People like to say this verse is saying that whatever food you eat, it does not defile you. But this verse is not even talking about food. Turn to verse 1 and we will read to verse 20. Notice how the Pharisees are asking the Messiah why the disciples are transgressing the tradition of the ELDERS by not washing their hands before they eat. This was not a law in the Torah. How does he answer? He asks them why they transgress the commandment of the Almighty by enforcing their own tradition and not enforcing a scriptural law such as honoring your mother and father? That's part of the law. The ten commandments.

So what does make a man unclean? Verses 16 to 19 tells us. Evil thoughts of murders, adulteries, fornications, thefts, false witness, blasphemies. Sin makes you unclean. But what does verse 20 say? Eating with unwashed hands does NOT defile a man. This is not about food at all. But knowingly indulging in foods that are not good for you? That is another story, but we will go into that at the end of the article. If he was talking about unclean food or unwashed hands and unclean food, verse 20 would say he said neither this or unclean food defiles a man.

He wasn't against the Pharisees for preaching the law of eating clean meats. He was against them because they neglected the weightier matters, and they were being hypocrites who enforced their own traditions but always liked to point their finger at others. These were the same guys that Isaiah was talking about in Isaiah 29 13, talking about their love for the Most High with their mouths but their heart is not with him. They are hypocrites. That is why the Savior came. He came to preach the truth of the law to his lost people as they were being led astray by these prophets. There is also a reason as to why the Pharisees taught thus law which we will go into in Mark.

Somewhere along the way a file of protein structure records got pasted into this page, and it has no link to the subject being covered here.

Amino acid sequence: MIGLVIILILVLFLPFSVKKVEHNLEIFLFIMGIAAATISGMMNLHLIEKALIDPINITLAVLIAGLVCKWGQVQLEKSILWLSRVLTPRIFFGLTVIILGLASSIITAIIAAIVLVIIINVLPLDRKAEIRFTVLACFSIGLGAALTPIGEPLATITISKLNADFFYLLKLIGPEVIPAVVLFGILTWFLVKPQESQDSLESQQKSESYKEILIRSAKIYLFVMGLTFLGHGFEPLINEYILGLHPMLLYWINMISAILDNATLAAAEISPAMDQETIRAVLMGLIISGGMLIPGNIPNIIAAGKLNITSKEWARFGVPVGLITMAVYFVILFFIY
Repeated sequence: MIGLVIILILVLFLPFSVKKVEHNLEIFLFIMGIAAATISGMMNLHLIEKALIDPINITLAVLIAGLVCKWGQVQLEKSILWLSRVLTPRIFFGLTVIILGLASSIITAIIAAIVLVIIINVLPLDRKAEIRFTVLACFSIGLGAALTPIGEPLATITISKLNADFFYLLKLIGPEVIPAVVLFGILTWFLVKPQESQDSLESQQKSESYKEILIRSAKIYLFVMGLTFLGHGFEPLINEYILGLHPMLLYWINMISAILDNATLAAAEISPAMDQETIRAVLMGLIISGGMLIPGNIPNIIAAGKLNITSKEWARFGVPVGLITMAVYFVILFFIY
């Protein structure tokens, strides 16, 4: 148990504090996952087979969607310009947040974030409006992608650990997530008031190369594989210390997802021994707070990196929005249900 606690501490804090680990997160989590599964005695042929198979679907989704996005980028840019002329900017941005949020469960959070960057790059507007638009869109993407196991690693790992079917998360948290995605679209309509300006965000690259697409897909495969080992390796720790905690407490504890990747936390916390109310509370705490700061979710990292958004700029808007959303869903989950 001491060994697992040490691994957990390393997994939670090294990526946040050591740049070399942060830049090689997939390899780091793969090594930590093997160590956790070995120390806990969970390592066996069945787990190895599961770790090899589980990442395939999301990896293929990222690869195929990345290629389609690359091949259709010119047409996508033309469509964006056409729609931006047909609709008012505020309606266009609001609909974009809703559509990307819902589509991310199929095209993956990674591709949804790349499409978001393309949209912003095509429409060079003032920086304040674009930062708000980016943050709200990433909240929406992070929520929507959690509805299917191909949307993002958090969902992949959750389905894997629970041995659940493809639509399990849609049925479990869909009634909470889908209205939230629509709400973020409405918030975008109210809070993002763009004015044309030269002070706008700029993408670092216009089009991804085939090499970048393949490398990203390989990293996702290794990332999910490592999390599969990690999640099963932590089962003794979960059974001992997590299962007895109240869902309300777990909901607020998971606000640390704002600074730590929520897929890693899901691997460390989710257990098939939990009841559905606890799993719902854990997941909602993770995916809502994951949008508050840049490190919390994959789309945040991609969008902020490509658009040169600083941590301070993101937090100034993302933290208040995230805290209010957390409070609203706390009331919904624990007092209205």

Mark 7 19

Cross reference this with the version in Mathew and we get a clearer understanding. Now, it says that when the meat goes through the belly and into the draught, it is purged. Now what does this mean? Remember, the start of the argument was that the Pharisees were accusing the disciples of not washing their hands before they eat. The Pharisees believed that hands, bowls, plates, utensils, and even dining couches, could become “common” through ordinary use, and thus had to be washed (presumably because it could make a person “common” if he/she ate with them, cf. Acts 10 28). Here's an example; Tom sits down on a bench. Brian says to himself, "If I sit down where Tom just sat, it will defile me and make me like everyone else." You can see that Brian is in error. (Did Jesus Declare All Foods Clean? A Hebraic Perspective on Mark 7:19 by Rob Roy)